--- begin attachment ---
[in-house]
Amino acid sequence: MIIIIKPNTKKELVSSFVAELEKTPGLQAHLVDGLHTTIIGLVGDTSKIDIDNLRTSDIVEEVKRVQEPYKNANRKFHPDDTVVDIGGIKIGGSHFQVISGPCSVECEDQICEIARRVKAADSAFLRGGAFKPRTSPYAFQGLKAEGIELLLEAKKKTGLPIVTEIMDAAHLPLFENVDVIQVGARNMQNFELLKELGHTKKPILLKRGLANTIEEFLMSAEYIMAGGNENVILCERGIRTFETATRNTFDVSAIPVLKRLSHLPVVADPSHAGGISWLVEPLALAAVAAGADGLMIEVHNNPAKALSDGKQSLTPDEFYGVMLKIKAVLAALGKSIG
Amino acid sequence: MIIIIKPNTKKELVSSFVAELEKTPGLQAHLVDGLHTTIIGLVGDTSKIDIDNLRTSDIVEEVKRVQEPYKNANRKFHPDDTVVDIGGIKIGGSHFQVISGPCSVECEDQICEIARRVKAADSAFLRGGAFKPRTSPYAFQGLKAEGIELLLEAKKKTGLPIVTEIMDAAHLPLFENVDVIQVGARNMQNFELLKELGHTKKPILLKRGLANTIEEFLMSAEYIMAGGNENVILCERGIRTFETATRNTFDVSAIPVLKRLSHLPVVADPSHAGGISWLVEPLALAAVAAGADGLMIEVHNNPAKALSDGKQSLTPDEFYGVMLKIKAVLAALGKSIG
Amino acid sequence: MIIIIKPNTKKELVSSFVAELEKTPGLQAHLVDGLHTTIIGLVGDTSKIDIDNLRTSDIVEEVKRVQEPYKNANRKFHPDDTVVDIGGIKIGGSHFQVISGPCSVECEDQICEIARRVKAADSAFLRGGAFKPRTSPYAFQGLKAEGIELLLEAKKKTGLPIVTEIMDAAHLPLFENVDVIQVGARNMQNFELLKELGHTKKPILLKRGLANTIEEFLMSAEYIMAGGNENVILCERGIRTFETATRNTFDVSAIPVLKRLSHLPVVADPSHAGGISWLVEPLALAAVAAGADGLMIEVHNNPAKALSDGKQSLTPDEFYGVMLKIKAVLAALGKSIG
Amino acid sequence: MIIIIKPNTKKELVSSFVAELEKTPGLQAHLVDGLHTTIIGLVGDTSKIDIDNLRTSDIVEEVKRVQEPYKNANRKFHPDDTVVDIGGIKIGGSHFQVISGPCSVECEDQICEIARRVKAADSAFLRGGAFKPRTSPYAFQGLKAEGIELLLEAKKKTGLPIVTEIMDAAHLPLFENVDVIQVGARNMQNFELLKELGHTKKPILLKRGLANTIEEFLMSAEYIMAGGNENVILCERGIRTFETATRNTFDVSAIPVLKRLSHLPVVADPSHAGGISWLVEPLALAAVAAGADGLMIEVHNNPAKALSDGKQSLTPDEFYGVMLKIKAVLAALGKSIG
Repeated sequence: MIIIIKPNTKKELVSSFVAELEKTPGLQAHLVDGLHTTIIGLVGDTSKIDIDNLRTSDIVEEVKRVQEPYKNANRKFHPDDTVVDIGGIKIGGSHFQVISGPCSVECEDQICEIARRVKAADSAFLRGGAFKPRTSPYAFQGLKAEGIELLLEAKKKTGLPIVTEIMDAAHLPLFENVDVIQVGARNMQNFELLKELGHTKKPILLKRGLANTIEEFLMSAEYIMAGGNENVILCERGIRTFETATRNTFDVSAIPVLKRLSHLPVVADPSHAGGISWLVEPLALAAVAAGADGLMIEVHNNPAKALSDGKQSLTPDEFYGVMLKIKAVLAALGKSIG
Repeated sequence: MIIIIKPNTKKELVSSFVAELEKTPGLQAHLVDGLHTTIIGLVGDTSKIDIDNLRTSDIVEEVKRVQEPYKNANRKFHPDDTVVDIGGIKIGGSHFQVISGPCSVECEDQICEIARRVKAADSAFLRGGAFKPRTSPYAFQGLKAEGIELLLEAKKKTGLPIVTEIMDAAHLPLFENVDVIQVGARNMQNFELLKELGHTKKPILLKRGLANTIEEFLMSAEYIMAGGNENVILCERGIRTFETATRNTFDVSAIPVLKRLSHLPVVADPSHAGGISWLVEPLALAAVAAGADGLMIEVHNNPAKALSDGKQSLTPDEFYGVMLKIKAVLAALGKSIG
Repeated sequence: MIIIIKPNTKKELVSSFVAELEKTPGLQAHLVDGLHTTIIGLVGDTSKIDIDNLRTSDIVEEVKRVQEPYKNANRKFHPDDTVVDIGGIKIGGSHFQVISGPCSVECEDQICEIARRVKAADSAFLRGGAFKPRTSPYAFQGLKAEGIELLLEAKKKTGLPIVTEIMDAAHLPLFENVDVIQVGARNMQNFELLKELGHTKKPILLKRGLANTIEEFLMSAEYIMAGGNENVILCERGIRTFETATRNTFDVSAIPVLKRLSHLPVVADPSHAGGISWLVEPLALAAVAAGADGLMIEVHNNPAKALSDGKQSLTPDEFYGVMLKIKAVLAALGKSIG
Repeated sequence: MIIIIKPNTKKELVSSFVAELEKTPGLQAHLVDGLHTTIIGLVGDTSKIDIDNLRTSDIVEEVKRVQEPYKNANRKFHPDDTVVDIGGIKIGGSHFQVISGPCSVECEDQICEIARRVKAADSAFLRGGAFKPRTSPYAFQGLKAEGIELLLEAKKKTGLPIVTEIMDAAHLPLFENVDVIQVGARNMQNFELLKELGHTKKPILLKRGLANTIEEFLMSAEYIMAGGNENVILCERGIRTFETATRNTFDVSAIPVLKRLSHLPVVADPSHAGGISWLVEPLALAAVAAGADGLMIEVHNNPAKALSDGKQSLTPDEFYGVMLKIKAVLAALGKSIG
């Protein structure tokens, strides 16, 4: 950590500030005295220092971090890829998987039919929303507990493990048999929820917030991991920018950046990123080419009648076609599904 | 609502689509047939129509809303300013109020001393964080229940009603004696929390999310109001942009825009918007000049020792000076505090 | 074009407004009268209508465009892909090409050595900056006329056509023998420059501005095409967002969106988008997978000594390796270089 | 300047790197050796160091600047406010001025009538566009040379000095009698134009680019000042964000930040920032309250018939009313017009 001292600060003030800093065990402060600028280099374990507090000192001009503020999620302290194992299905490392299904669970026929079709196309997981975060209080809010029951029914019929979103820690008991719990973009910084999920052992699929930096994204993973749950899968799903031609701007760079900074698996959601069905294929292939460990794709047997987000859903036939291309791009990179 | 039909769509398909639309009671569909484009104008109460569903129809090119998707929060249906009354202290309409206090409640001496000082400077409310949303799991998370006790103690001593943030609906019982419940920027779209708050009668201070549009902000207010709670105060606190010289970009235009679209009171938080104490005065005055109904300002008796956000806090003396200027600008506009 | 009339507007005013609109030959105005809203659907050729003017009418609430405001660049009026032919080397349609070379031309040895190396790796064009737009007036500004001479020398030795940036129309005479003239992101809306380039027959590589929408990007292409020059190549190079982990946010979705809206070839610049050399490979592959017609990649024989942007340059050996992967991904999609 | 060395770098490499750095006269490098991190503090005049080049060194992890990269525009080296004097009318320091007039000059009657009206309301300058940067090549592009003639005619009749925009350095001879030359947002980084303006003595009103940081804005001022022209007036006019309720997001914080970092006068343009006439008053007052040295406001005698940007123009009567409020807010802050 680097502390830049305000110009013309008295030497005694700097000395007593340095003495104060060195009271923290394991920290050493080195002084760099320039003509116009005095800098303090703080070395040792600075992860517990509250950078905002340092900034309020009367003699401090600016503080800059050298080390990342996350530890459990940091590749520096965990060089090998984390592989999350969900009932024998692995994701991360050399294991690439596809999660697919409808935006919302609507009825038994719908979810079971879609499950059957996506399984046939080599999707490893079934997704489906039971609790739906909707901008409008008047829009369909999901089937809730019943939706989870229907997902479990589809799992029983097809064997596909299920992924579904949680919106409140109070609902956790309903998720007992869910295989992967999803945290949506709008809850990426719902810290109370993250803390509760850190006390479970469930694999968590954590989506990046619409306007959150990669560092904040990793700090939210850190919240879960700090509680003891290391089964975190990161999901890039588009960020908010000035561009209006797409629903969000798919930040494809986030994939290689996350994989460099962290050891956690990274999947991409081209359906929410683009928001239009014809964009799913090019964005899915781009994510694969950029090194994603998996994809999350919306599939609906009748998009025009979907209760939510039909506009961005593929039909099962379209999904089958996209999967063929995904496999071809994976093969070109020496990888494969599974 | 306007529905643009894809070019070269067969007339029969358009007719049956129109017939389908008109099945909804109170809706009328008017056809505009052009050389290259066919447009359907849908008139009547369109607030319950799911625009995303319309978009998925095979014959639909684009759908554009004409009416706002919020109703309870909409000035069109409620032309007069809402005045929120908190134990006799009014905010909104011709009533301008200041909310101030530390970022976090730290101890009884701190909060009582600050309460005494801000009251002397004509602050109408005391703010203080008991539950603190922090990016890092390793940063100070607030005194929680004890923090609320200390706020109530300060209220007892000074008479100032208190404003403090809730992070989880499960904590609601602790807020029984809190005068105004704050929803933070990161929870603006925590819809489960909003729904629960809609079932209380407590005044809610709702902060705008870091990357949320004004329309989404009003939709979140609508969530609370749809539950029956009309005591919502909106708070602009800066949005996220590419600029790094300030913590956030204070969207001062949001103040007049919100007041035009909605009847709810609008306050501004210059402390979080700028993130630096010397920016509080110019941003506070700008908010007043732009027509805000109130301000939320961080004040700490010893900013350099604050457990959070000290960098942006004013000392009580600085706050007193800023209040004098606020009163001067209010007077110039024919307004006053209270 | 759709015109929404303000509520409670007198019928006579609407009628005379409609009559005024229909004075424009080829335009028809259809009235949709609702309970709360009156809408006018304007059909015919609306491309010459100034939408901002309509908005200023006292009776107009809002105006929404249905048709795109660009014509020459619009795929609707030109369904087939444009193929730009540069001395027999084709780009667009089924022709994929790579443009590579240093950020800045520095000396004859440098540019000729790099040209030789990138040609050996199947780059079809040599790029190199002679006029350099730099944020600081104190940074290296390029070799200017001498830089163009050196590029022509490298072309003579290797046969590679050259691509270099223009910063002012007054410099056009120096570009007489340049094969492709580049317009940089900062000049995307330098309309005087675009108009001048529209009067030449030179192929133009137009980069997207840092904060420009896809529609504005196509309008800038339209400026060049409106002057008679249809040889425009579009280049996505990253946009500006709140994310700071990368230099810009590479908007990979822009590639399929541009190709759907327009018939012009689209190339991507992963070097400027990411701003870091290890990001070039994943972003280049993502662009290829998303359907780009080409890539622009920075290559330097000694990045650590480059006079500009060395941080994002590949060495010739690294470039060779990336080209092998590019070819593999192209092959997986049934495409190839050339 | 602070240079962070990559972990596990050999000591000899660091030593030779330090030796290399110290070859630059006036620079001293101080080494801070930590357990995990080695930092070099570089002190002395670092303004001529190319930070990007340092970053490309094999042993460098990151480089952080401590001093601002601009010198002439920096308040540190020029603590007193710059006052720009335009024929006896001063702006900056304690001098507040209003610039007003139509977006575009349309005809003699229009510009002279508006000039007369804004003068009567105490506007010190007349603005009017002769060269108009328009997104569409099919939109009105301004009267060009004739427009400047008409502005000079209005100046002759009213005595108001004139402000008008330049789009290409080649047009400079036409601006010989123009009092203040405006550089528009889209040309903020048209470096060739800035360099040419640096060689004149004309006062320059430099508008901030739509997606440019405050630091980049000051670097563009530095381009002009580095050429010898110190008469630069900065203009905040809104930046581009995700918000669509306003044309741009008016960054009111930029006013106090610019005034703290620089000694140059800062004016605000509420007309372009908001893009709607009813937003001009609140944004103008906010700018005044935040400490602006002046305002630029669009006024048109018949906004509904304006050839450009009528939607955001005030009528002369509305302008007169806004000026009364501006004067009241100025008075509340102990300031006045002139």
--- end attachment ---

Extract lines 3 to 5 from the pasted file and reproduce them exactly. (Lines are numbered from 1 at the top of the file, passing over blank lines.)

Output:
Amino acid sequence: MIIIIKPNTKKELVSSFVAELEKTPGLQAHLVDGLHTTIIGLVGDTSKIDIDNLRTSDIVEEVKRVQEPYKNANRKFHPDDTVVDIGGIKIGGSHFQVISGPCSVECEDQICEIARRVKAADSAFLRGGAFKPRTSPYAFQGLKAEGIELLLEAKKKTGLPIVTEIMDAAHLPLFENVDVIQVGARNMQNFELLKELGHTKKPILLKRGLANTIEEFLMSAEYIMAGGNENVILCERGIRTFETATRNTFDVSAIPVLKRLSHLPVVADPSHAGGISWLVEPLALAAVAAGADGLMIEVHNNPAKALSDGKQSLTPDEFYGVMLKIKAVLAALGKSIG
Amino acid sequence: MIIIIKPNTKKELVSSFVAELEKTPGLQAHLVDGLHTTIIGLVGDTSKIDIDNLRTSDIVEEVKRVQEPYKNANRKFHPDDTVVDIGGIKIGGSHFQVISGPCSVECEDQICEIARRVKAADSAFLRGGAFKPRTSPYAFQGLKAEGIELLLEAKKKTGLPIVTEIMDAAHLPLFENVDVIQVGARNMQNFELLKELGHTKKPILLKRGLANTIEEFLMSAEYIMAGGNENVILCERGIRTFETATRNTFDVSAIPVLKRLSHLPVVADPSHAGGISWLVEPLALAAVAAGADGLMIEVHNNPAKALSDGKQSLTPDEFYGVMLKIKAVLAALGKSIG
Amino acid sequence: MIIIIKPNTKKELVSSFVAELEKTPGLQAHLVDGLHTTIIGLVGDTSKIDIDNLRTSDIVEEVKRVQEPYKNANRKFHPDDTVVDIGGIKIGGSHFQVISGPCSVECEDQICEIARRVKAADSAFLRGGAFKPRTSPYAFQGLKAEGIELLLEAKKKTGLPIVTEIMDAAHLPLFENVDVIQVGARNMQNFELLKELGHTKKPILLKRGLANTIEEFLMSAEYIMAGGNENVILCERGIRTFETATRNTFDVSAIPVLKRLSHLPVVADPSHAGGISWLVEPLALAAVAAGADGLMIEVHNNPAKALSDGKQSLTPDEFYGVMLKIKAVLAALGKSIG